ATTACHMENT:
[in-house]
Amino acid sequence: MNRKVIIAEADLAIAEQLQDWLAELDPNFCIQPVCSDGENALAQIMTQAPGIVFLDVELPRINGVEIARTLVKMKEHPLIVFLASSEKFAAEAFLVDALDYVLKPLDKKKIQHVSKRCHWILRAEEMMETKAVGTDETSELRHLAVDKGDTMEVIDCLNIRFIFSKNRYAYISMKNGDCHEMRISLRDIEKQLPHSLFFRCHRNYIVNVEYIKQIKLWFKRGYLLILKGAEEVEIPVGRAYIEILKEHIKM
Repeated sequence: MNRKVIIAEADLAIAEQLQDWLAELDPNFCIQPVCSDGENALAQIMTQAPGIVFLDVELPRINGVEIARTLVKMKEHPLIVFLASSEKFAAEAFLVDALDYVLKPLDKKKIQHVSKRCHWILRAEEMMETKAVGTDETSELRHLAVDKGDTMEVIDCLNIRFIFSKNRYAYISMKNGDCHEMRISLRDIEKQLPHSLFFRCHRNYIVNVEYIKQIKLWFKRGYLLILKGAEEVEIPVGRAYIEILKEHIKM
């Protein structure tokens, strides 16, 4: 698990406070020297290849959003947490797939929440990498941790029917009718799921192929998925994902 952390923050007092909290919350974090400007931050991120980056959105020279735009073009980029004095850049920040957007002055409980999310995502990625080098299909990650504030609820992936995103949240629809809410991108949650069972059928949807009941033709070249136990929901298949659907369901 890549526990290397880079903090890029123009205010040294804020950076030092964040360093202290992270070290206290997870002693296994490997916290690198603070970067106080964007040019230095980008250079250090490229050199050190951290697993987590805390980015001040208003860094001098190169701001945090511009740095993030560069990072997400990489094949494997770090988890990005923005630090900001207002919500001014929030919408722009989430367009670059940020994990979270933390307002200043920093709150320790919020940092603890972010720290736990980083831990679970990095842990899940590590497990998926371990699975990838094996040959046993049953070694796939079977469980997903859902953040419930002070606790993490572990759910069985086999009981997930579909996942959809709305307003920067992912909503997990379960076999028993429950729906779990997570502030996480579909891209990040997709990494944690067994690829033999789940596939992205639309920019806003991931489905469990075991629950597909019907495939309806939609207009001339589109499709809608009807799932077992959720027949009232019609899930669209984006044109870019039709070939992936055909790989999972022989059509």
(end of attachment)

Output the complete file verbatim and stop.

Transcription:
[in-house]
Amino acid sequence: MNRKVIIAEADLAIAEQLQDWLAELDPNFCIQPVCSDGENALAQIMTQAPGIVFLDVELPRINGVEIARTLVKMKEHPLIVFLASSEKFAAEAFLVDALDYVLKPLDKKKIQHVSKRCHWILRAEEMMETKAVGTDETSELRHLAVDKGDTMEVIDCLNIRFIFSKNRYAYISMKNGDCHEMRISLRDIEKQLPHSLFFRCHRNYIVNVEYIKQIKLWFKRGYLLILKGAEEVEIPVGRAYIEILKEHIKM
Repeated sequence: MNRKVIIAEADLAIAEQLQDWLAELDPNFCIQPVCSDGENALAQIMTQAPGIVFLDVELPRINGVEIARTLVKMKEHPLIVFLASSEKFAAEAFLVDALDYVLKPLDKKKIQHVSKRCHWILRAEEMMETKAVGTDETSELRHLAVDKGDTMEVIDCLNIRFIFSKNRYAYISMKNGDCHEMRISLRDIEKQLPHSLFFRCHRNYIVNVEYIKQIKLWFKRGYLLILKGAEEVEIPVGRAYIEILKEHIKM
């Protein structure tokens, strides 16, 4: 698990406070020297290849959003947490797939929440990498941790029917009718799921192929998925994902 952390923050007092909290919350974090400007931050991120980056959105020279735009073009980029004095850049920040957007002055409980999310995502990625080098299909990650504030609820992936995103949240629809809410991108949650069972059928949807009941033709070249136990929901298949659907369901 890549526990290397880079903090890029123009205010040294804020950076030092964040360093202290992270070290206290997870002693296994490997916290690198603070970067106080964007040019230095980008250079250090490229050199050190951290697993987590805390980015001040208003860094001098190169701001945090511009740095993030560069990072997400990489094949494997770090988890990005923005630090900001207002919500001014929030919408722009989430367009670059940020994990979270933390307002200043920093709150320790919020940092603890972010720290736990980083831990679970990095842990899940590590497990998926371990699975990838094996040959046993049953070694796939079977469980997903859902953040419930002070606790993490572990759910069985086999009981997930579909996942959809709305307003920067992912909503997990379960076999028993429950729906779990997570502030996480579909891209990040997709990494944690067994690829033999789940596939992205639309920019806003991931489905469990075991629950597909019907495939309806939609207009001339589109499709809608009807799932077992959720027949009232019609899930669209984006044109870019039709070939992936055909790989999972022989059509």